New York Times Dominates 2013 Pulitzer Prizes | Adweek
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New York Times Dominates 2013 Pulitzer Prizes

Adam Johnson's 'The Orphan Master's Son' wins fiction award

The New York Times took home four Pulitzers in a year that saw the venerable award body finding a lot more great work to honor than the past few years, when several key categories were shut out.

Today, the Pulitzer Prize Board announced the complete list of recipients of the 97th annual Pulitzer Prizes. Last year’s big surprise came in the form of two major categories—Editorial Writing and Fiction—failing to receive any awards, while the honor for Breaking News Reporting had come up short in 2011. This year’s surprise appears to be the fact that the 19-member Pulitzer board actually managed to decide on a winner in every category.

The New York Times cleaned up in the journalism categories, receiving a total of four awards for Investigative Reporting (David Barstow and Alejandra Xanic von Bertrab on Wal-Mart in Mexico), Explanatory Reporting (The New York Times staff for its coverage of Apple’s business practices), International Reporting (David Barboza on corruption in the Chinese government) and Feature Writing (John Branch’s much-buzzed-about “Snow Fall”). The Times previously won for Explanatory and International Reporting in 2012.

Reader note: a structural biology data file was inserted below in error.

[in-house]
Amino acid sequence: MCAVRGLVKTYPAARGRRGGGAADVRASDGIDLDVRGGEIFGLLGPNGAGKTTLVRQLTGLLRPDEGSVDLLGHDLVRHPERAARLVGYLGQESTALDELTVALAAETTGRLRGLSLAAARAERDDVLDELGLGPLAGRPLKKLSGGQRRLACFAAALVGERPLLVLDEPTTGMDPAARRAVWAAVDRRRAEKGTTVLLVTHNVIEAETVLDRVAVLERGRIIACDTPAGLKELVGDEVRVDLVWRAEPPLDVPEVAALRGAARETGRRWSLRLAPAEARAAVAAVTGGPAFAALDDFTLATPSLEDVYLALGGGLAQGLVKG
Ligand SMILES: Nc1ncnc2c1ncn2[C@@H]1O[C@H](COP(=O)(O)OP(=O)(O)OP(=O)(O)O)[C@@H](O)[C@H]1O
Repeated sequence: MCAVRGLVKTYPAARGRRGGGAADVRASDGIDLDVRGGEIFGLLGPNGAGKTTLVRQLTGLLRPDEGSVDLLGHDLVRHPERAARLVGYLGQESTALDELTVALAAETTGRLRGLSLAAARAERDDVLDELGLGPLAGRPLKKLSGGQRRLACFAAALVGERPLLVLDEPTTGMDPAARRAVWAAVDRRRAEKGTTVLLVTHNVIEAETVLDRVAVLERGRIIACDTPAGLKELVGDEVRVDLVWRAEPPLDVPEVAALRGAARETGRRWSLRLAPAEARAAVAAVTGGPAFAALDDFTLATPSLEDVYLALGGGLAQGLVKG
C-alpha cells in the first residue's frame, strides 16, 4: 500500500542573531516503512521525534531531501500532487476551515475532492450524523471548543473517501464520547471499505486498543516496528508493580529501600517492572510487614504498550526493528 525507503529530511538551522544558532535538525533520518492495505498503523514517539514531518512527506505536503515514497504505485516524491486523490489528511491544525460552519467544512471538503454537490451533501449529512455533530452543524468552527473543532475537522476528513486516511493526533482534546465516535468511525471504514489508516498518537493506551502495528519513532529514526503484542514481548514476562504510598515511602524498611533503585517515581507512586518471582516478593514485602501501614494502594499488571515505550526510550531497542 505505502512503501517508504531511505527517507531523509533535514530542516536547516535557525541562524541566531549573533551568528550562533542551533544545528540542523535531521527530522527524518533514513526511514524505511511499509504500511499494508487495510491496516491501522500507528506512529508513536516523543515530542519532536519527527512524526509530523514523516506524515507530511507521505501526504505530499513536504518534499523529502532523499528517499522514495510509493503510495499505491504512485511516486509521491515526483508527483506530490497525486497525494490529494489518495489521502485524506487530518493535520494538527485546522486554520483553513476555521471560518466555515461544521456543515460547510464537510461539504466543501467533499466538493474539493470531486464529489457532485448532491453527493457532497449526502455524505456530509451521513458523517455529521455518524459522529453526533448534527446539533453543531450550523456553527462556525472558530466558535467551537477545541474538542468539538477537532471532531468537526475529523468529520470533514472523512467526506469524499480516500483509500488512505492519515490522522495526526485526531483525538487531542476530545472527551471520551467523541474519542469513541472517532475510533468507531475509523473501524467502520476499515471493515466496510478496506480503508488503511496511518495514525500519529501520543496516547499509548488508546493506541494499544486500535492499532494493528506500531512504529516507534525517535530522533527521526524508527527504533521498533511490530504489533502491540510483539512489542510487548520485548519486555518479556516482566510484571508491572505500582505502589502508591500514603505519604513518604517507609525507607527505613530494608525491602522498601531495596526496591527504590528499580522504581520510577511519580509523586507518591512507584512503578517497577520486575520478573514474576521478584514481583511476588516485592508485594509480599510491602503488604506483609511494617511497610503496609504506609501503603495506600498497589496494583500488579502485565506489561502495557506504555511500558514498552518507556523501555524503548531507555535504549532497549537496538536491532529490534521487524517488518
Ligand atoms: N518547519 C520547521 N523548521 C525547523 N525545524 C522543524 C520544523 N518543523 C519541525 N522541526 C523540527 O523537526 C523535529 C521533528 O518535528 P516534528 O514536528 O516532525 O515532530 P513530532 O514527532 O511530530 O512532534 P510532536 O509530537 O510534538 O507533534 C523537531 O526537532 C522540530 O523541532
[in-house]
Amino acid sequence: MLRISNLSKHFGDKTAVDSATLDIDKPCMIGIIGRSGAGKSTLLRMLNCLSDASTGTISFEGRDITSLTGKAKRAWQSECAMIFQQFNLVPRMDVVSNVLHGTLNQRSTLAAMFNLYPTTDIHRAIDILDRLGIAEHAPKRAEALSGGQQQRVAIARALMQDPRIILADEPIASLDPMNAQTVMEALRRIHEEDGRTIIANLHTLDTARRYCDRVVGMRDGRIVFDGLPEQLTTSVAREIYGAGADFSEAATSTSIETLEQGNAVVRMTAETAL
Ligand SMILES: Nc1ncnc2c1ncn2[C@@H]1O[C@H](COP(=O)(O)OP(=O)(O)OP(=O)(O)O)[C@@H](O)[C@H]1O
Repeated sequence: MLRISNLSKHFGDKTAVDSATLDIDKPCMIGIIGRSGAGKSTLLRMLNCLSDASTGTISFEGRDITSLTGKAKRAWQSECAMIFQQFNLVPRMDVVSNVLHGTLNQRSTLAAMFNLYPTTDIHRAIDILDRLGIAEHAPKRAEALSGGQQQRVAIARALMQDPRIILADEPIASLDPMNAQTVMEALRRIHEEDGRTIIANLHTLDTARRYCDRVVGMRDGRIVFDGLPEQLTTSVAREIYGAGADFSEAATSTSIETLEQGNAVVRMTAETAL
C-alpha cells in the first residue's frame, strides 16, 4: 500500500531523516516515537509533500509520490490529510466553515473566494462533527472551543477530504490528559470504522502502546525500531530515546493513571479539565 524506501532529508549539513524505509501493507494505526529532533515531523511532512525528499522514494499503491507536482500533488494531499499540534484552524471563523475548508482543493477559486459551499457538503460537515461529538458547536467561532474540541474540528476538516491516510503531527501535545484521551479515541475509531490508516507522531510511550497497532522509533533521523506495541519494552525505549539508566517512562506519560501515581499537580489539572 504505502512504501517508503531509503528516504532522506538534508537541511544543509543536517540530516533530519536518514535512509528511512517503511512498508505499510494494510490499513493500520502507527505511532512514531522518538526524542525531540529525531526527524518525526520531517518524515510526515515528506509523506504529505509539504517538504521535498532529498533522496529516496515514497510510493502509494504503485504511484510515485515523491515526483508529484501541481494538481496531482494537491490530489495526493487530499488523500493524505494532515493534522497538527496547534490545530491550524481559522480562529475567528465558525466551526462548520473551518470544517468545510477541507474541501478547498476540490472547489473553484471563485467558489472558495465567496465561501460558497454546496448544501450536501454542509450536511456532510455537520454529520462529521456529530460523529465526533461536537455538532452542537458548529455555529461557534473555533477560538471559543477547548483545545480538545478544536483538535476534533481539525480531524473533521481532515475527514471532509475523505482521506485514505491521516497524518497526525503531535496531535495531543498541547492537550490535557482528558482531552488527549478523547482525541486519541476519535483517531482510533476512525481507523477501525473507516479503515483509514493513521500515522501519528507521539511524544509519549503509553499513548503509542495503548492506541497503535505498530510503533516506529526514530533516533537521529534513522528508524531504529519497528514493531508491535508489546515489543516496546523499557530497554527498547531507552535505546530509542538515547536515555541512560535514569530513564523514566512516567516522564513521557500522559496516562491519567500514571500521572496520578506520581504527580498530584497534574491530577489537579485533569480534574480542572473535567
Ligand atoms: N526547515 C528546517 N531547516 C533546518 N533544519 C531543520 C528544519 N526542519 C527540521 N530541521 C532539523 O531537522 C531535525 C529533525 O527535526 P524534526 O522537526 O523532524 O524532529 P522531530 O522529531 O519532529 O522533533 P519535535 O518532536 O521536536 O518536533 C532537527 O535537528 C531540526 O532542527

The only other outlet to receive multiple awards this year was the Minneapolis Star Tribune, one for Local Reporting and a second for Editorial Cartooning.

Following last year’s wins by Politico and The Huffington Post, just one digital-only outlet was able to snag a Pulitzer: Brooklyn-based InsideClimate News, whose writers Lisa Song, Elizabeth McGowan and David Hasemyer were honored for their coverage of U.S. oil pipeline regulation.

This year’s prize for Fiction went to Adam Johnson for his book The Orphan Master's Son, the story of a North Korean soldier. Tom Reiss’ The Black Count: Glory, Revolution, Betrayal, and the Real Count of Monte Cristo won for Biography, and Ayad Akhtar’s play, Disgraced, was awarded for Drama.

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